Michael Bennett of Seattle Seahawks accuses Las Vegas police of excessive force, considering civil lawsuit

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Michael Bennett of Seattle Seahawks

Michael Bennett: Cops drew guns on me for ‘being a black man in the wrong place at the wrong time’

Seattle Seahawks star defensive end Michael Bennett has accused police officers of pointing guns at him and using excessive force during an incident in Las Vegas last month.

Bennett posted a statement on his Twitter account Wednesday, saying that he felt “terrified” and “helpless,” and announced that he is considering filing a civil rights lawsuit.

According to Bennett, the incident occurred in the early-morning hours on Aug. 27 after the Floyd Mayweather-Conor McGregor fight in Las Vegas, when police apprehended him after hearing what sounded like gunshots in a crowded area.

Bennett said officers pointed guns at him “for doing nothing more than simply being a black man in the wrong place at the wrong time” and ordered him to lie down on the ground.

Bennett wrote that one officer, with his gun drawn, warned him that he would “blow my f—— head off” if he moved. Another officer jammed his knee into Bennett’s back and handcuffed him, according to Bennett.

Bennett said he was placed in a police car before officers confirmed his identity, realized he was not a suspect and released him “without any legitimate justification for the Officers’ abusive conduct.”

“They apparently realized I was not a thug, common criminal or ordinary black man but Michael Bennett a famous professional football player,” he wrote.

Police Officer Jacinto Rivera told The Associated Press that Las Vegas police are checking for video and written reports but can’t immediately verify Bennett’s account.

Bennett said he has retained John Burris, an Oakland-based civil rights attorney, to investigate the incident and determine his legal options.

Burris released a statement Wednesday saying that Bennett “was unarmed, sober and not involved in any altercations or dispute at the time the police officers arrested and threatened to use deadly force against him.”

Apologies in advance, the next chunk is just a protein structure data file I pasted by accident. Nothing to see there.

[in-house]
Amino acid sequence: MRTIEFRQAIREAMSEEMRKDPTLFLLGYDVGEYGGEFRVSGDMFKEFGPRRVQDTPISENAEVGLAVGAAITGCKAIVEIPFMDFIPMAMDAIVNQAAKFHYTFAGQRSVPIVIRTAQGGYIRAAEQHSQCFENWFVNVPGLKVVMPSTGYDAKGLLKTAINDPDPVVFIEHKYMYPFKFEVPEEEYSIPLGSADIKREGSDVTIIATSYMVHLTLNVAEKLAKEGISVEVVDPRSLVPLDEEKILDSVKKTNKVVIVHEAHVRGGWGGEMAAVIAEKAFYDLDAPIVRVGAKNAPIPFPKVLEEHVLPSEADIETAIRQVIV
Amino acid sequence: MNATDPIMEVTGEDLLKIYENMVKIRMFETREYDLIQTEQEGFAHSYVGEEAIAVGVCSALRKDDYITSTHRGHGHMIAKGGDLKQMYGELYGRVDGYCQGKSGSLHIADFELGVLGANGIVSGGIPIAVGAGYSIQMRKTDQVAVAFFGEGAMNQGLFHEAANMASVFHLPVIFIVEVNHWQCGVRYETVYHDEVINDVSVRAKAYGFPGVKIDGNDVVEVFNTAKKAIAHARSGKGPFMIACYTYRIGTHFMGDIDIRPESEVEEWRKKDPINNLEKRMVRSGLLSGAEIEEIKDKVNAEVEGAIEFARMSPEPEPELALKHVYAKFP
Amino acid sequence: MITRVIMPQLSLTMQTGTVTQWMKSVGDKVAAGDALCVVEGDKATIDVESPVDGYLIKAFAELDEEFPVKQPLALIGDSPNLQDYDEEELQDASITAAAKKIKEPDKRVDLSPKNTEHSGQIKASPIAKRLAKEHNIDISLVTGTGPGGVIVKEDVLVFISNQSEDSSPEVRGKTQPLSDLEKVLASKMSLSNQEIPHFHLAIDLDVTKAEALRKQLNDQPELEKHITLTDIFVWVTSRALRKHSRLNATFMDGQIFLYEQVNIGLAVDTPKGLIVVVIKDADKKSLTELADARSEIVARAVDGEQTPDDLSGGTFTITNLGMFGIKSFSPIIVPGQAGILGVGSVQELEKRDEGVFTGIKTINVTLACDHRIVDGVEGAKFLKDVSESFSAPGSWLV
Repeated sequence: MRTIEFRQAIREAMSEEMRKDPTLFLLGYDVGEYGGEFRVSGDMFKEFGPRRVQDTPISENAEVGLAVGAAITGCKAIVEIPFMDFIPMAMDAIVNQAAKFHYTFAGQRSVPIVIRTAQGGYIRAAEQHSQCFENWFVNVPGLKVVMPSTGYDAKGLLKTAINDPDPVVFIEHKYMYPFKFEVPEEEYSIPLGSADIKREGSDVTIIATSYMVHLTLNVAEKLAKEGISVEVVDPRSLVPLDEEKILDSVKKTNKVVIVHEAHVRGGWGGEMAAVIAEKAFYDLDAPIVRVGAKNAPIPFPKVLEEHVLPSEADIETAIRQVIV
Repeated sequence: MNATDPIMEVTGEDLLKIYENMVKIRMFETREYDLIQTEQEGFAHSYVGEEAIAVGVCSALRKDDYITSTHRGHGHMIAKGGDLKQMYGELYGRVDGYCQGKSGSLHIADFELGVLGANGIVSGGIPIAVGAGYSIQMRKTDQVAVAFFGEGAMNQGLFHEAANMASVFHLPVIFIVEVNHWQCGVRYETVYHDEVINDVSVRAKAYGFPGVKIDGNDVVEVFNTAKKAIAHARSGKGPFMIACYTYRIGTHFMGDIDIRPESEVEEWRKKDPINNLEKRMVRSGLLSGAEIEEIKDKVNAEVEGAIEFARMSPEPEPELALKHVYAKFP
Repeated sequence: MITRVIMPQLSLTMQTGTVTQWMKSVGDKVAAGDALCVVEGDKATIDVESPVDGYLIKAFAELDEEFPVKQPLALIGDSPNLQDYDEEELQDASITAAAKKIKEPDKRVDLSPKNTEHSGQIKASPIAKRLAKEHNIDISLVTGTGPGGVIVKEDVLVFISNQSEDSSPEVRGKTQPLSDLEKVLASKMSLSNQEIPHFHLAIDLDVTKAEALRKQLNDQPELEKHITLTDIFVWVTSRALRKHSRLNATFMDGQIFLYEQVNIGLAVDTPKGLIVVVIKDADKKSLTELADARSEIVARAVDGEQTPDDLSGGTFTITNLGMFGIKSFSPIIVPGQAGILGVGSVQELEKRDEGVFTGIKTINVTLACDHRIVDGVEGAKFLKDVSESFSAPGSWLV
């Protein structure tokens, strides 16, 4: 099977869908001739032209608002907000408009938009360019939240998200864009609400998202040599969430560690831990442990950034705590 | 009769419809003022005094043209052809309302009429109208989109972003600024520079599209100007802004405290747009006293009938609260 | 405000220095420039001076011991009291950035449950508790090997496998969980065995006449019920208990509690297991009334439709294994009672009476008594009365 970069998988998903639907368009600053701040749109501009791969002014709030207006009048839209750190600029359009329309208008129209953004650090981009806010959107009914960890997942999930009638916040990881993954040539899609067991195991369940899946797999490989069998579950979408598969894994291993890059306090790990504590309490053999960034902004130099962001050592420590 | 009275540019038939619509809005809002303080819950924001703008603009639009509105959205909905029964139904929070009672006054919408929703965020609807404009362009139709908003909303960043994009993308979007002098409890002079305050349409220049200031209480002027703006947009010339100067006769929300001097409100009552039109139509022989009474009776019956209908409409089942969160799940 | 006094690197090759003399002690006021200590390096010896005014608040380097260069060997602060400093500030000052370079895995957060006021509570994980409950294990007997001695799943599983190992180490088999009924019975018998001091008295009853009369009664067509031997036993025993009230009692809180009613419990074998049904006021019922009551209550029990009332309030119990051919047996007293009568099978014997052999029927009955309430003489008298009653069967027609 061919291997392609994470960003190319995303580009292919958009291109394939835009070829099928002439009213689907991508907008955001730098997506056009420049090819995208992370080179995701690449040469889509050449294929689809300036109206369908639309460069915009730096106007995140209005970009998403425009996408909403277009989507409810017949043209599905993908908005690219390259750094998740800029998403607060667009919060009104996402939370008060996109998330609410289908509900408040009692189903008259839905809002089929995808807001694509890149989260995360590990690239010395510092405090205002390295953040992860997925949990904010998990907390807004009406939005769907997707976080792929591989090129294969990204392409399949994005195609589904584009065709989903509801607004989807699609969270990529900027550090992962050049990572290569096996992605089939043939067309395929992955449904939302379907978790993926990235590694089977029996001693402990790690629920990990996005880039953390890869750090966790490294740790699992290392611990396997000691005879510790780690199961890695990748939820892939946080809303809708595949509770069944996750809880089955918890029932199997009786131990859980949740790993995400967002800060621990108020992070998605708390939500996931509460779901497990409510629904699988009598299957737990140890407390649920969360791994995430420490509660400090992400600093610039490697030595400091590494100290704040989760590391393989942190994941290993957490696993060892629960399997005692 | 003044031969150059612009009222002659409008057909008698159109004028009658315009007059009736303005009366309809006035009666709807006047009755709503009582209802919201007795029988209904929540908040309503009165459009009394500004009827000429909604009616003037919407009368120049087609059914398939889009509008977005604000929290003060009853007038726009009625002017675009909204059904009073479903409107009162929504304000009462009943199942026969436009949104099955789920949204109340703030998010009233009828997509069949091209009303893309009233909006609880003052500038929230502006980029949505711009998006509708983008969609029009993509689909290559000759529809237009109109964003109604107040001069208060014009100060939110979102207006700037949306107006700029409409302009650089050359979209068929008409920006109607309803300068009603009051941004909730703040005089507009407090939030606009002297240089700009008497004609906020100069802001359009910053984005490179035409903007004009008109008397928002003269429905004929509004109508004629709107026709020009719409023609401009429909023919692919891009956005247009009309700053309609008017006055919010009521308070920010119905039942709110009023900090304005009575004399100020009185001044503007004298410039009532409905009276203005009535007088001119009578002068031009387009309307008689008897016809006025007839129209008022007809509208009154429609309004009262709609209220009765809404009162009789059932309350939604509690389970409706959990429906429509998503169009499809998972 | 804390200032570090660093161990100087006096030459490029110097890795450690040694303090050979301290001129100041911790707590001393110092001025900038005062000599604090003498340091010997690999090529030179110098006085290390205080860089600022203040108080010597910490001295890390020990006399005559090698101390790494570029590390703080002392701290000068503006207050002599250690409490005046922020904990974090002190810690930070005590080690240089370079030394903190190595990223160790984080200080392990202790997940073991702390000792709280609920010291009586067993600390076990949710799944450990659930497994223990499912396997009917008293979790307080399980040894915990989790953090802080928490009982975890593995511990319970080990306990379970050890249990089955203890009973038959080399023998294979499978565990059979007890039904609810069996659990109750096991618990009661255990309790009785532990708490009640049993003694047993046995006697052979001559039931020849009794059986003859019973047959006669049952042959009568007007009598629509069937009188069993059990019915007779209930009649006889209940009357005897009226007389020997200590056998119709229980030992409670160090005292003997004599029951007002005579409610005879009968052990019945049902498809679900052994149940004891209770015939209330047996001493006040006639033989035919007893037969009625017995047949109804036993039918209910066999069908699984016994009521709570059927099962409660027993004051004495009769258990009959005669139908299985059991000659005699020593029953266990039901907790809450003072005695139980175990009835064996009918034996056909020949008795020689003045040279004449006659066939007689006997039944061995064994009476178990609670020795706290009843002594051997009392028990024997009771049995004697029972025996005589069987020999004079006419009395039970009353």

Bennett, 31, said the incident is an example of the racial inequality that he is protesting by sitting for the national anthem. Bennett sat through the anthem for all four of the Seahawks’ preseason games this summer and has said he will continue doing so.

“I have always held a strong conviction that protesting or standing up for justice is just simply, the right thing to do,” Bennett wrote. “This fact is unequivocally, without question why before every game, I sit during the national anthem–because equality doesn’t live in this country and no matter how much money you make, what job title you have, or how much you give, when you are seen as a ‘N—–,’ you will be treated that way.”

Bennett’s brother, Green Bay Packers tight end Martellus Bennett, posted in an Instagram message to his brother that he is “glad your voice is one of the ones being heard.”

“I’m sad that you have to share this type of experience with the world but at the same time I’m happy that it happened to you and you lived to talk about it because we all know you’re going to talk about it. Lol,” Martellus Bennett wrote. “The conversation is growing and I’m glad your voice is one of the ones being heard. You are as real as they come, well at least how they used to come. I encourage you to Continue telling your story and the stories of those that came before.”

Michael Bennett has been a vocal advocate for former 49ers quarterback Colin Kaepernick, the first NFL player to publicly protest during the anthem last season.

Kaepernick, who remains unsigned this season, tweeted his support of Bennett on Wednesday.

“This violation that happened against my Brother Michael Bennett is disgusting and unjust,” Kaepernick tweeted. “I stand with Michael and I stand with the people.”

The Seahawks have not commented on the alleged incident. Seahawks center Justin Britt also tweeted his support of Bennett.

Britt has stood by Bennett’s side with a supportive hand on his shoulder while the defensive end sat on the bench during the anthem before the Seahawks’ last three preseason games. Britt began doing that after Bennett sat alone on the bench during the anthem before the preseason opener.

Patrisse Cullors, the co-founder of the Black Lives Matter Network, released a statement Wednesday offering the group’s support to Bennett. Black Lives Matter has joined with Color of Change to start a petition asking the Las Vegas Police Department to release the names of the officers who allegedly assaulted Bennett and video of the incident.

[Source: espn

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